To review the current literature pertaining to the cardiovascular adaptations to exercise and the impact on the physical examination, the electrocardiogram, and the echocardiogram, and to distinguish those physiologic changes from pathologic conditions associated with sudden cardiac death in athletes.
Specific cardiovascular adaptations occur in response to regular physical exercise. The extent of these changes depend on the type and duration of exercise as well as the gender of the athlete. These cardiac adaptations are morphologically different from those conditions associated with sudden cardiac death. In the athlete younger than 35 years, hypertrophic cardiomyopathy is the most common cardiac condition associated with sudden death. Right ventricular dysplasia, idiopathic left ventricular hypertrophy, coronary anomalies, premature atherosclerosis, and Marfan syndrome compose the majority of the remaining causes of sudden cardiac death in athletes. In the athlete older than 35 years, coronary atherosclerosis is the leading cause of sudden death followed by those conditions responsible for sudden death in the younger athlete. Despite this, regular exercise before or following a myocardial infarction provides a protective effect with respect to overall mortality, cardiovascular mortality, and fatal reinfarction rates.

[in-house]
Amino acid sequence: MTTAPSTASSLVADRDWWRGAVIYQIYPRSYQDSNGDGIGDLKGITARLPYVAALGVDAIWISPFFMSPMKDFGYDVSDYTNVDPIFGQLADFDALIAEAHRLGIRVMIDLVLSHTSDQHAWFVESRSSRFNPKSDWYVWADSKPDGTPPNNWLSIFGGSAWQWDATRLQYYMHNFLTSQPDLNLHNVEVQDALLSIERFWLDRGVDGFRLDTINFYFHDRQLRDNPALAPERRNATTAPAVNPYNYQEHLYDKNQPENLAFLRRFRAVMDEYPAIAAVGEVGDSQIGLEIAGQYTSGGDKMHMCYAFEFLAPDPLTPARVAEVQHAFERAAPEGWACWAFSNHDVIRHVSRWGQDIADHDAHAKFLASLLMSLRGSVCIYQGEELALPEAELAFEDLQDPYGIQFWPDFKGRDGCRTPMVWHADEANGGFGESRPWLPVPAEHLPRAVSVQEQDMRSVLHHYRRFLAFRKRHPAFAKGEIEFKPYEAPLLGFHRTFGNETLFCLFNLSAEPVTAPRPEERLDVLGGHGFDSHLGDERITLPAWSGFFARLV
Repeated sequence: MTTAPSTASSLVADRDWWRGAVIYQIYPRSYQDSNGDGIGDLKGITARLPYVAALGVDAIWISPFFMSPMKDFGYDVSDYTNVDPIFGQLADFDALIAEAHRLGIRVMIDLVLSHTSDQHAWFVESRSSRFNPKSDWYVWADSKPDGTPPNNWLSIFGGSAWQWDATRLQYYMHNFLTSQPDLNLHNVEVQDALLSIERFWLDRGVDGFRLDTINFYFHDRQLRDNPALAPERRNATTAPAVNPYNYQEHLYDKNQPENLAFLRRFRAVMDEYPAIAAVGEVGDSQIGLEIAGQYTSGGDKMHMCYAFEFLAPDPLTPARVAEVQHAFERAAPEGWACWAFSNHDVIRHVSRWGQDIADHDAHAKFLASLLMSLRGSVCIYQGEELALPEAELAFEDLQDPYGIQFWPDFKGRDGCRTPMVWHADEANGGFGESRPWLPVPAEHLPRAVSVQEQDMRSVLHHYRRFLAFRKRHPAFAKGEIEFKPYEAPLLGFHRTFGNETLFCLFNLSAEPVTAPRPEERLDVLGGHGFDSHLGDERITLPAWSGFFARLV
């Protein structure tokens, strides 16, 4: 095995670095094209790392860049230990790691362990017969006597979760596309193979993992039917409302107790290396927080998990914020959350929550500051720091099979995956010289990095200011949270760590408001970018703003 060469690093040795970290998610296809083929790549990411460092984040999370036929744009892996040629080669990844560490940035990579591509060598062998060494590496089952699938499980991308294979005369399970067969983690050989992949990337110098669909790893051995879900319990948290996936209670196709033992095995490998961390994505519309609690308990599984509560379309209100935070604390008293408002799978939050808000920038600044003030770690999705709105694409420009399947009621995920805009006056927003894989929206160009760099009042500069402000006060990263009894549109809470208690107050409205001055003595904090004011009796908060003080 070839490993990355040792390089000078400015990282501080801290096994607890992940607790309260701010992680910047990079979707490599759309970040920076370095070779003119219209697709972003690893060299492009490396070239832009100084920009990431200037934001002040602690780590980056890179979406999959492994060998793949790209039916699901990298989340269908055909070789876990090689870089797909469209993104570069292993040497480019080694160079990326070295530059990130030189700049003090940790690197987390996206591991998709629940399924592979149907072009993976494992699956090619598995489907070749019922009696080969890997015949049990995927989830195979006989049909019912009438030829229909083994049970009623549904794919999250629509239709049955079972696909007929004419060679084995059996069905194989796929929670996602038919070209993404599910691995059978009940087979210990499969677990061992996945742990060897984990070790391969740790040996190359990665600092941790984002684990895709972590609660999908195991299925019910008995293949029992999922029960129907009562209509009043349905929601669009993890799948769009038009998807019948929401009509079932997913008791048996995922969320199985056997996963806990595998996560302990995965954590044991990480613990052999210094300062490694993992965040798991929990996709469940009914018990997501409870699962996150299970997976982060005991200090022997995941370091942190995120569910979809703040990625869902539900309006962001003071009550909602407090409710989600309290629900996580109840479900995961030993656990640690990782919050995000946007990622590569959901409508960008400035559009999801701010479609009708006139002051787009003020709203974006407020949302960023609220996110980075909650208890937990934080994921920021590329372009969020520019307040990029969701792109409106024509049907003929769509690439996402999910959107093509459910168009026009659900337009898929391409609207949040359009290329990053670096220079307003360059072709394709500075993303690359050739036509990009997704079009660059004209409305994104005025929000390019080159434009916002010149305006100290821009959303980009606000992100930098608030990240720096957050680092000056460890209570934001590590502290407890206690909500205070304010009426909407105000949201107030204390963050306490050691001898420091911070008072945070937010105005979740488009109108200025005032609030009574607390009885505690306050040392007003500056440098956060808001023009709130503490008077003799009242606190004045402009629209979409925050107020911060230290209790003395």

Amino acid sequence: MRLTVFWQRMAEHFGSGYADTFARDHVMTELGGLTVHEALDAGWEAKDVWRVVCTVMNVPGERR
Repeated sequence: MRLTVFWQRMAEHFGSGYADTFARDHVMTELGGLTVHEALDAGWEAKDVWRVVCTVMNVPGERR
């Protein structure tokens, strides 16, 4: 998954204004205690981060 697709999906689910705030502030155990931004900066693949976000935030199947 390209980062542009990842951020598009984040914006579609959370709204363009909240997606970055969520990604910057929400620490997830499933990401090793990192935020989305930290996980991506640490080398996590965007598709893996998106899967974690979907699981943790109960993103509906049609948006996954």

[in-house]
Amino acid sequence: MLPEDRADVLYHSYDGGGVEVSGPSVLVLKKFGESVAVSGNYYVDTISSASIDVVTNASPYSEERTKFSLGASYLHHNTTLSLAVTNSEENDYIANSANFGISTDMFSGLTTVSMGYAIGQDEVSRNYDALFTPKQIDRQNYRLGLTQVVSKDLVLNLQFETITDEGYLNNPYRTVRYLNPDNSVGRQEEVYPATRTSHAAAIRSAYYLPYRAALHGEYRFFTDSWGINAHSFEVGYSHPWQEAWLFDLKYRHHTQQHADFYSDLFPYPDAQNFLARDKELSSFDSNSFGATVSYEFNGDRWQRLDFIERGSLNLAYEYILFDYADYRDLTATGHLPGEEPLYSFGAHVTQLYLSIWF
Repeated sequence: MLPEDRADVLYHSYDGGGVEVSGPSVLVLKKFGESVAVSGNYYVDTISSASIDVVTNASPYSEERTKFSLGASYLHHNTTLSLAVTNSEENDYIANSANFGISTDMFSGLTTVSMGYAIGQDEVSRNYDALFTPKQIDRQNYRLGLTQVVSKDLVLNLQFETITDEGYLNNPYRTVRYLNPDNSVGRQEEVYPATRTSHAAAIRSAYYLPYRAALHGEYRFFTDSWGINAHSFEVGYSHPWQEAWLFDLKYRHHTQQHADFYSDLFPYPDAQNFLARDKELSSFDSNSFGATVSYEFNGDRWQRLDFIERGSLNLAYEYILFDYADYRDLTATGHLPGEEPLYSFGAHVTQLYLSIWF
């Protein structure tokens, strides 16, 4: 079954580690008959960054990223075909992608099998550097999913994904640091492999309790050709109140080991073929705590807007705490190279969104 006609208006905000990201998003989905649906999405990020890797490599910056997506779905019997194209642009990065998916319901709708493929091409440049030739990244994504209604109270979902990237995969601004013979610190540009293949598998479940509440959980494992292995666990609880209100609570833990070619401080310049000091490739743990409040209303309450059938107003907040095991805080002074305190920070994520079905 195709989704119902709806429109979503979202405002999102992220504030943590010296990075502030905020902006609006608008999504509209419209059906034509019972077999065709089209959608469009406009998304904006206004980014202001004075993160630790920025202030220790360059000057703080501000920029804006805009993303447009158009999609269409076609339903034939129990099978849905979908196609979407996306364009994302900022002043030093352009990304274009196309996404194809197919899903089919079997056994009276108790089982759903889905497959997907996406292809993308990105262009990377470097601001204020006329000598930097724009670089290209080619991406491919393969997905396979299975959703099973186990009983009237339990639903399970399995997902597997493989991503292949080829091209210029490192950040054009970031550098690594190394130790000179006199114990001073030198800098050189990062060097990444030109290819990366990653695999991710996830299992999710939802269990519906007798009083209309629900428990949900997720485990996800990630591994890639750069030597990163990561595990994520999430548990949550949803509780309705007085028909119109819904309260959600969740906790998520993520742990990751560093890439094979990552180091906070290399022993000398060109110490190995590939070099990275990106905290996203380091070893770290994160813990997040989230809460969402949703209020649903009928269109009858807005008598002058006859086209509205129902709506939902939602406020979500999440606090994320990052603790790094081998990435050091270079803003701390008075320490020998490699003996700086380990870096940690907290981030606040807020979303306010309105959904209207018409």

Cardiovascular adaptation to regular physical exercise leads to morphologic changes in the myocardium that influence the cardiac examination, the electrocardiogram, and the echocardiogram. Knowledge and recognition of those changes can allow the clinician to distinguish normal physiologic changes from cardiac abnormality. Proper detection of athletes at high risk for sudden cardiac death and abstention from vigorous physical activity in these athletes may prevent sudden death.(Arch Intern Med. 1955;155:1473-1480)